You see, a key part of this sabbatical is to re-member who I am and to deeply connect with aspects of myself which seek even fuller expression in the world. This will be a dedicated time for me to focus entirely on myself and to discover deeper truths which await my presence and attunement. I’ve never taken time out like this for myself before. I’ve never travelled by myself before, and I’ve never been away from my children for an extended time like this before. This is s a real big brave decision for me, and I’m doing it for me (and ultimately for you too).
For some reason Egypt has held a very special place in my heart since I was a little girl. I have felt a very strong ‘pull’ to return and reconnect with forces I cannot begin to explain in words. Trust me, I will in due course. I will journal while away. I will be completely offline – no computer, phone or Internet. If you’d like to continue to receive a little burst of inspiration from me, please like/follow my Josie Thomson (business page) Facebook page where you can continue to enjoy a daily meme which will be shared and scheduled daily. My Facebook account and emails will not be monitored. This is a brave and bold move to truly take this time to give myself the kind of focus I so willingly and lovingly give and grace to others with my whole heart. I do hope you will support me and perhaps even join me in taking time out for yourself too.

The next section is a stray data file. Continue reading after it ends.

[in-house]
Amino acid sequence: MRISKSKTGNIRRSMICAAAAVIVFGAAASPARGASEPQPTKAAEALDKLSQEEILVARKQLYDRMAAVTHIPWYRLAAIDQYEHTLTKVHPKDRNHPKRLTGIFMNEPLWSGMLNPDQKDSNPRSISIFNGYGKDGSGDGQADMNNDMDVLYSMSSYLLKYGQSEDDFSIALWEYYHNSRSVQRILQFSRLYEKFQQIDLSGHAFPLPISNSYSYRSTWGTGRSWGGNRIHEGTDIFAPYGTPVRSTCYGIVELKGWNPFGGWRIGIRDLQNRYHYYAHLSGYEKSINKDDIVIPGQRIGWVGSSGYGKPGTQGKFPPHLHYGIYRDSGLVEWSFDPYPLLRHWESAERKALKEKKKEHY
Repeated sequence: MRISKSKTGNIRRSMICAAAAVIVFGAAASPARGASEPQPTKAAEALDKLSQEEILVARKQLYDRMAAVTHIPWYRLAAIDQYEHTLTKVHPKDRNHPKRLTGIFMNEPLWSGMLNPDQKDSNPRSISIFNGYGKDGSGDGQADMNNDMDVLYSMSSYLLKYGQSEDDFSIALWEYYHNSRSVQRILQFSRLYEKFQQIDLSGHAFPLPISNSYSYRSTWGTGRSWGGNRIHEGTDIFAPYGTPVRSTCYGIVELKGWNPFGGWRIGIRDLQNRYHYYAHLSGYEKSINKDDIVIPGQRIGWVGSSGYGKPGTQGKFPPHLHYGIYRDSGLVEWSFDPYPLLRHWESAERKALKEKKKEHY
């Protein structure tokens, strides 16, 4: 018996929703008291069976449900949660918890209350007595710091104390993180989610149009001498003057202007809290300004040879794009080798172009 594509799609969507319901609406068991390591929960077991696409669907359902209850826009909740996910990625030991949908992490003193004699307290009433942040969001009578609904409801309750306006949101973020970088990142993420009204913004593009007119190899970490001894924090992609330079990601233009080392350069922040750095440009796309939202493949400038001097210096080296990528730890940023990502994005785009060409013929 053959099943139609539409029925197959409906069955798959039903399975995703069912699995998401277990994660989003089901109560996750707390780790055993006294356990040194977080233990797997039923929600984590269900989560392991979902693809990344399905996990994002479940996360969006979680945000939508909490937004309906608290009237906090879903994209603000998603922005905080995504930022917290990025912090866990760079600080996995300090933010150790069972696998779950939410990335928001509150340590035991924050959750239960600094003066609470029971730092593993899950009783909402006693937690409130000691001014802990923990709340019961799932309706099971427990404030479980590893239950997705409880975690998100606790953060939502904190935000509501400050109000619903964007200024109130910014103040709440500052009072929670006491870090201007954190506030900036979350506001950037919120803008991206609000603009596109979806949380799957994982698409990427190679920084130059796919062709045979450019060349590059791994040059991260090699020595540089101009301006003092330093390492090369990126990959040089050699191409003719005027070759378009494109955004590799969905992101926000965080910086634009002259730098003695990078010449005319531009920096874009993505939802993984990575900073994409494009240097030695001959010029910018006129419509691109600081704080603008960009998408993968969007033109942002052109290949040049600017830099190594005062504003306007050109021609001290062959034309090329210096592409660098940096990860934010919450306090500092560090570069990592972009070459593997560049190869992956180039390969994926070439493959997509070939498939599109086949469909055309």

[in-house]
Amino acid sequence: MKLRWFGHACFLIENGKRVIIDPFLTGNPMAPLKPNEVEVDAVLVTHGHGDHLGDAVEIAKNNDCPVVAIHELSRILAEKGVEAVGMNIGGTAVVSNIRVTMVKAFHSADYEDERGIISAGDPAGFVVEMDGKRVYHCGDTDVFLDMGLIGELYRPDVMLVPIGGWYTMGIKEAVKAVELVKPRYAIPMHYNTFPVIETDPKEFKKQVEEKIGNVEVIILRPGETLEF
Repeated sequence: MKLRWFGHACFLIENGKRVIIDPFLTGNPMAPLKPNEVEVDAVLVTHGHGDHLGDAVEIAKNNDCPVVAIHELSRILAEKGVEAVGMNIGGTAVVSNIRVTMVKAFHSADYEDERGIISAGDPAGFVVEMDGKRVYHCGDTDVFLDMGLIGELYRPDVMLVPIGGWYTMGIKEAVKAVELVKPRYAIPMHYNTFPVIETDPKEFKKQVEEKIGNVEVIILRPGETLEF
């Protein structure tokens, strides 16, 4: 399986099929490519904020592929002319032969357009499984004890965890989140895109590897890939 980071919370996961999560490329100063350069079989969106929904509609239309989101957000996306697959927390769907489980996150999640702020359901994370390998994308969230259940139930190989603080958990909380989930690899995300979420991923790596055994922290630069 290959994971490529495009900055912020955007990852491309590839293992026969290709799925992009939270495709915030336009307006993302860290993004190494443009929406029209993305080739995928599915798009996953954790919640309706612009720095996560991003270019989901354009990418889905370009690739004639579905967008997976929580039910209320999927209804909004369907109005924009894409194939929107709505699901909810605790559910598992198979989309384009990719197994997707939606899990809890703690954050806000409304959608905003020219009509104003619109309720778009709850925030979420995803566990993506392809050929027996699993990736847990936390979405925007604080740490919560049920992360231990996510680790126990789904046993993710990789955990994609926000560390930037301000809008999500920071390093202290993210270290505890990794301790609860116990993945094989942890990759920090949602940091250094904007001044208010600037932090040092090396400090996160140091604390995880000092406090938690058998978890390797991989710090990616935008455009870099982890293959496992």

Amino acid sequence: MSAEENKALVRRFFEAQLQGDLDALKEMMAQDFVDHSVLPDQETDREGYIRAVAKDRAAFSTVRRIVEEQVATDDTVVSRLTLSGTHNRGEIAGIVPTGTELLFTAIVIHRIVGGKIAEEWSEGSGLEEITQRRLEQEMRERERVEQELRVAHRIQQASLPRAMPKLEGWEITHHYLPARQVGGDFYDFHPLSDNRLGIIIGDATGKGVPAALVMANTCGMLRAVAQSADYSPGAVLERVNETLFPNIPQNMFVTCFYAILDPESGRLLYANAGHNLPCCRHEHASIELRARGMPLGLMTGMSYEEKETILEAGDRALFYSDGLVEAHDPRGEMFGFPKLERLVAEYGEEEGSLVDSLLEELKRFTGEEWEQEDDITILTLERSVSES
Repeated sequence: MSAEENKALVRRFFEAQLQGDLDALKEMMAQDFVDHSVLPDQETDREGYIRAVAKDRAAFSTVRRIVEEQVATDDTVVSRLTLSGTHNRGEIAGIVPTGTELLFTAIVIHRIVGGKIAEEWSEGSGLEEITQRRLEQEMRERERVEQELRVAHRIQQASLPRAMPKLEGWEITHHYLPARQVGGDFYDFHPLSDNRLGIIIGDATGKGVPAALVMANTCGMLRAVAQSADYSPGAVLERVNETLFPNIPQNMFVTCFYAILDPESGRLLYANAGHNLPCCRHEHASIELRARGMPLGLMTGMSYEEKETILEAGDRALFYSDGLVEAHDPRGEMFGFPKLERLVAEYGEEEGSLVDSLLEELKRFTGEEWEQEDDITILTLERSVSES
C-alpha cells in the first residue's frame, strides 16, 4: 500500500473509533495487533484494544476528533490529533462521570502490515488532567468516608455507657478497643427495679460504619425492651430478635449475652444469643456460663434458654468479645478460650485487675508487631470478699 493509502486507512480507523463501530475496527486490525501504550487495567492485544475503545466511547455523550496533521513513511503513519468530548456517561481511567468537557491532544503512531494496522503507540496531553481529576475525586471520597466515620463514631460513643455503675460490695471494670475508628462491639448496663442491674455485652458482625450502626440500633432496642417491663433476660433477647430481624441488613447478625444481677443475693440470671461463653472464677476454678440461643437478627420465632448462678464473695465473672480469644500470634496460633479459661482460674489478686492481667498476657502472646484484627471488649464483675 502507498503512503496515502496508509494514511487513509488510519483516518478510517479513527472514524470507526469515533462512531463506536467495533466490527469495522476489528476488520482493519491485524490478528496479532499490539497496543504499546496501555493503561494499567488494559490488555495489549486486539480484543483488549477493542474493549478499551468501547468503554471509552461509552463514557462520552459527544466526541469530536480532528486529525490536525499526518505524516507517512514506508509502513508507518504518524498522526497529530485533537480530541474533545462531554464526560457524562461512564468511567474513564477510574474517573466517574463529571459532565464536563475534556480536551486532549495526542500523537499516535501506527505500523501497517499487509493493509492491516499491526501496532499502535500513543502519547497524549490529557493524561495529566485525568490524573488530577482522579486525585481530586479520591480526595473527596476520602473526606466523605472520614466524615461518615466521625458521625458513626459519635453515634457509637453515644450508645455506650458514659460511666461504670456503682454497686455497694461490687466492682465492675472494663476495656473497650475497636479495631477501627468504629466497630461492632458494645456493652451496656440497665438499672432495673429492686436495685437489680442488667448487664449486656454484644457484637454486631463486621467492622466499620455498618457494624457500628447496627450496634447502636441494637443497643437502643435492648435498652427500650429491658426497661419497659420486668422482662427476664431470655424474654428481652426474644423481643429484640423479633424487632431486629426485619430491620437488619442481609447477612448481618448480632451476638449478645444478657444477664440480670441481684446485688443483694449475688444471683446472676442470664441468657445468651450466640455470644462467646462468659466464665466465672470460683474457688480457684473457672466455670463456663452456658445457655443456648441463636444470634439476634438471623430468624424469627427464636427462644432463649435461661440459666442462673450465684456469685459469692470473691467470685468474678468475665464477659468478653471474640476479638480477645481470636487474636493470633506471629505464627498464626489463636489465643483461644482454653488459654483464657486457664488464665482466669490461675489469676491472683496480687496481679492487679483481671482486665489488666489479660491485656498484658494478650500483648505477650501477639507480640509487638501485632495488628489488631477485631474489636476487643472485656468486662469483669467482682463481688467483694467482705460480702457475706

I look forward to sharing my insights with you upon my safe return. I have a sense that there are big changes coming – good ones -and I can’t wait for you to join me, and to share them with you. In the mean time, if you’d like to see what I love speaking about, here’s my latest show reel for your enjoyment.